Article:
I was looking through a schedule for masses on the Assumption at a nearby church, and I was surprised how they refer to the masses. This is the photo. I just didn’t think a church referring to the OF as the novus ordo was really a correct way to call it.
I attend a TLM parish now, but at the Ordinary Form parish where I was baptized at, the priest there referred to the OF as the Novus Ordo to me.
Some people don’t like it, and some do use it as a pejorative, but that definitely doesn’t seem to be the case here.
I believe Pope Francis has used the term “Novus Ordo”.
They just want to let people know I guess what Mass they will be attending. They can choose according to the specifics.
Yah that was why I was wondering was because I really have only seen people refer to it in a negative manor using this term.
The official line of the Catholic Church is that the rite generally in use, based on the 1970 Missale Romanum (revised 2002), is the Ordinary Form. The rite largely the same as that used before 1969 is properly called the Extraordinary Form. Those parishes that rebelled against the introduction of the 1970 rite describe their Extraordinary Form Mass as “the Traditional Latin Mass” and the Ordinary Form as “Novus Ordo”. The Church has held out the hand of unity to these parishes and the Extraordinary Form is now permitted for public Masses. However, as the language suggests, they consider themselves a semi-detached part of the Church.
This is a church that offers regular TLM. Their parishioners all understand the Church Latin and probably call the Ordinary Form the “Novus Ordo”. It’s targeted at the audience reading it.
I can tell you right now that if the term “Novus Ordo” appeared in the bulletins of most churches that don’t offer regular TLM, most parishioners would have absolutely no idea what “Novus Ordo” meant.
I don’t see why not. It is an accurate description. I don’t think there are any rules on this. Popes and Roman departments have used it a lot–just search for “novus ordo” on the Vatican website and you’ll get pages of examples (the vast majority of which refer to the Mass).
It is perfectly fine to call it the Novus Ordo.
It’s fine to do so - just not common.
The interim Order of Mass from 1965, and initially the 1970 Order of Mass were called by St. Paul VI the Novus Ordo Missae, the new Order of Mass. It was certainly not a pejorative term. One might respond that fifty years later, it is no longer new, but historically speaking, it certainly still is, and some use the term in that fashion. This is without even getting into discussions about the significant changes in the text and structure of the new Mass, in comparison with not only the missal of 1570, but earlier texts.
That said, I restrict my use of the term to private conversations with those who are familiar with such things. I think that it is more prudent to use the term Ordinary Form when speaking or qwiting publicly.
That’s a bit of an extreme judgement, don’t you think? Parishes that offer the TLM consider themselves somehow ‘semi-detached’ from the Church? I would doubt that.
That’s what it is. Why hide it?
According to the Moto Proprio of Pope Benedict XVI it was never forbidden. It sounds like you consider those who attend the Tridentine Mass to be flirting with schism. They aren’t, and those who maintained use of the Tridentine mass weren’t by necessity rebellious since it’s use wasn’t forbidden. Although it’s practical if not total suppression was exceedingly cruel.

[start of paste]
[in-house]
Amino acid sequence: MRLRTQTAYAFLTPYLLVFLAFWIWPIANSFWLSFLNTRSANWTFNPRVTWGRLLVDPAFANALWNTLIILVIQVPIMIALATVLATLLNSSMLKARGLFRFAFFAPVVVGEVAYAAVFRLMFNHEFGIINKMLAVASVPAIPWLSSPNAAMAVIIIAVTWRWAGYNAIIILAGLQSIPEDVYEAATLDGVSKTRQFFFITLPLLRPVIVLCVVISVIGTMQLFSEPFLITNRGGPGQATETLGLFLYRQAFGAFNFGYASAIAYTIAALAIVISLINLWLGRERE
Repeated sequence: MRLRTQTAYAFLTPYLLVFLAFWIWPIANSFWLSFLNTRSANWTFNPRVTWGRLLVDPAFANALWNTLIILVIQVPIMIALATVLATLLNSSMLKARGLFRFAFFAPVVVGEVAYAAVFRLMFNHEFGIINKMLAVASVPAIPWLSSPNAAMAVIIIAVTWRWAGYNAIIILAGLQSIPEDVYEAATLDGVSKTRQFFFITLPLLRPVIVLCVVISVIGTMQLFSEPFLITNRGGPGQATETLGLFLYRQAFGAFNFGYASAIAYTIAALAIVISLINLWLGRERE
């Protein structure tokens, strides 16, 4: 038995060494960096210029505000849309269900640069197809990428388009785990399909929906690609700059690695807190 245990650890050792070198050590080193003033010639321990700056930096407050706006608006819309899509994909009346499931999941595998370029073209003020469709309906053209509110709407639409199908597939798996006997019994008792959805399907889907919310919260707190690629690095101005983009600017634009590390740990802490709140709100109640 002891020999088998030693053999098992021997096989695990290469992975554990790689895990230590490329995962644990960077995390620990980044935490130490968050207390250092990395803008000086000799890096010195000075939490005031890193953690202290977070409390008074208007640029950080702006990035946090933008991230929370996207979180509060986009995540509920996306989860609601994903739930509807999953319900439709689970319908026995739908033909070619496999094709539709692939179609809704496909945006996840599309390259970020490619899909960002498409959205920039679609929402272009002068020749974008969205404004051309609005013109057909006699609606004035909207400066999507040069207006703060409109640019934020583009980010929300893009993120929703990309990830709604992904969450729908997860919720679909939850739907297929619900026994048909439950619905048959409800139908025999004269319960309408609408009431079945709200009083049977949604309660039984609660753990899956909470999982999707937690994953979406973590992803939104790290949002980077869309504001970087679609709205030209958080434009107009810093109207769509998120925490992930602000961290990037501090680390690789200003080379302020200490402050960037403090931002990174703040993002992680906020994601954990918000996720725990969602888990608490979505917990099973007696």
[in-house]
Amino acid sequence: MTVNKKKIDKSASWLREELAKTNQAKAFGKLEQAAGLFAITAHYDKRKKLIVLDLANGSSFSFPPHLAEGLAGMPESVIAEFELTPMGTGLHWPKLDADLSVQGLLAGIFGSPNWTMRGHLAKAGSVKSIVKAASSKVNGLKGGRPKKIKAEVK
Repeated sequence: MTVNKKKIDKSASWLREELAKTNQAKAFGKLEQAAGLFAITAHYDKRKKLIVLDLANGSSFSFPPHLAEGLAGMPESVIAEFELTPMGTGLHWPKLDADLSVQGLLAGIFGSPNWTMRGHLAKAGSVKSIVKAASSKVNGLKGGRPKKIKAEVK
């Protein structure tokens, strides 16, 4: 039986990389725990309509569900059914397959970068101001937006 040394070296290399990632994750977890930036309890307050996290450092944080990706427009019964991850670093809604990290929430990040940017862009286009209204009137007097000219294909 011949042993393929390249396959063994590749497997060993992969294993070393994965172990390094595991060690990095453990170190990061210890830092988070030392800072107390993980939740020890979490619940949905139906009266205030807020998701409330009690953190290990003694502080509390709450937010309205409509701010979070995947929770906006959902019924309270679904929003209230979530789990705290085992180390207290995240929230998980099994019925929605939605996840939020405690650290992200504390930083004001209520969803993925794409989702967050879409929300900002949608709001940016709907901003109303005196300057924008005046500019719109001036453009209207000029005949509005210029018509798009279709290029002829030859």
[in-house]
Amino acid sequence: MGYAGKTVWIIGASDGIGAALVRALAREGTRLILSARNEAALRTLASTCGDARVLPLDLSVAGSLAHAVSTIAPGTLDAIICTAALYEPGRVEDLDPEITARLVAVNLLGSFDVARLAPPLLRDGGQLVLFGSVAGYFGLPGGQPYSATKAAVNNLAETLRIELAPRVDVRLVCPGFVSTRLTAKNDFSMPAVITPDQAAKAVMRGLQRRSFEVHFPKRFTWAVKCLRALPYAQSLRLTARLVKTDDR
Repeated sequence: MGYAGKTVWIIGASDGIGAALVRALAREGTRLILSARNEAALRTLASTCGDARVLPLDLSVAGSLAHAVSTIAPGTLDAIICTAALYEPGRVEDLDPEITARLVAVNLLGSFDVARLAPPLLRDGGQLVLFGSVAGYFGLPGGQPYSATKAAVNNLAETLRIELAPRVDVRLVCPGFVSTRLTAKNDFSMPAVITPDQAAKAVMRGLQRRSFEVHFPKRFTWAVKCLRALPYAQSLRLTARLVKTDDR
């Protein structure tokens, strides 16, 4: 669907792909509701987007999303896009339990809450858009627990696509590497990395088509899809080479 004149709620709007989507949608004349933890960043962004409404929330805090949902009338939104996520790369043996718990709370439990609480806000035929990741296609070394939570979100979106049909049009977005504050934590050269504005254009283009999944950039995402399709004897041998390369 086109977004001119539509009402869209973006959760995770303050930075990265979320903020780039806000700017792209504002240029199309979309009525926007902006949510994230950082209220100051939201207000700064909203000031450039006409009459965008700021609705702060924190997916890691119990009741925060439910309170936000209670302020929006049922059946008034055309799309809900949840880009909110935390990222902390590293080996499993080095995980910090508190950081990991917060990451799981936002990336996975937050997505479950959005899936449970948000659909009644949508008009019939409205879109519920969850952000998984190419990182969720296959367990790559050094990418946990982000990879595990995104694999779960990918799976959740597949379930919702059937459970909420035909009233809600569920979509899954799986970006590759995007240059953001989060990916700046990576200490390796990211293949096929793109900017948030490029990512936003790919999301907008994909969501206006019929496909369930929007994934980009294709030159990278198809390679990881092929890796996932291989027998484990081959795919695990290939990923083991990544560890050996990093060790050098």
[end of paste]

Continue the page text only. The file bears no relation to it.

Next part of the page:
It seems fine to me. I just wonder how long it has to be around before it’s no longer “new”. At some point it starts to sound silly.
The proper terms, per the Church, are “Ordinary Form” and “Extraordinary Form”, but I think in this case, people know what they mean. (Yes, there are places that use Novus Ordo as a pejorative, but that’s not apparent here or in most parish settings - usually just online or select groups.)
It’s akin to parishes that advertise their Saturday “vigil” Masses… technically, they don’t have a vigil Mass; they have Sunday Mass (or maybe an anticipated Mass). Even though “vigil” is technically incorrect, people still understand and few are concerned.
It’s not wrong. And neither is calling the Traditional Latin Mass the Vetus Ordo. Just don’t call it the Tridentine Mass as there’s no such thing.
Of course there is, it just isn’t used anywhere in the Church today.
Myself, this is why I prefer using the terms ‘Pauline Mass’ and ‘Johannine Mass’, and if I’m so fortunate as to experience any of the pre-Bugnini Holy Week liturgies: ‘Pian Mass’.
Pope Benedict, in using these terms, was not giving an official name to either form of the Mass. It was merely a descriptive term.
It is not “the proper term”.
This Pope Bendedict’s original use of the term:
Art 1. The Roman Missal promulgated by Pope Paul VI is the ordinary expression of the lex orandi (rule of prayer) of the Catholic Church of the Latin rite. The Roman Missal promulgated by Saint Pius V and revised by Blessed John XXIII is nonetheless to be considered an extraordinary expression of the same lex orandi of the Church and duly honoured for its venerable and ancient usage. These two expressions of the Church’s lex orandi will in no way lead to a division in the Church’s lex credendi (rule of faith); for they are two usages of the one Roman rite.
It is therefore permitted to celebrate the Sacrifice of the Mass following the typical edition of the Roman Missal, which was promulgated by Blessed John XXIII in 1962 and never abrogated, as an extraordinary form of the Church’s Liturgy. The conditions for the use of this Missal laid down by the previous documents Quattuor Abhinc Annos and Ecclesia Dei are now replaced as follows:
What exactly would a vigil mass be then? Is the Easter Vigil technically a Vigil?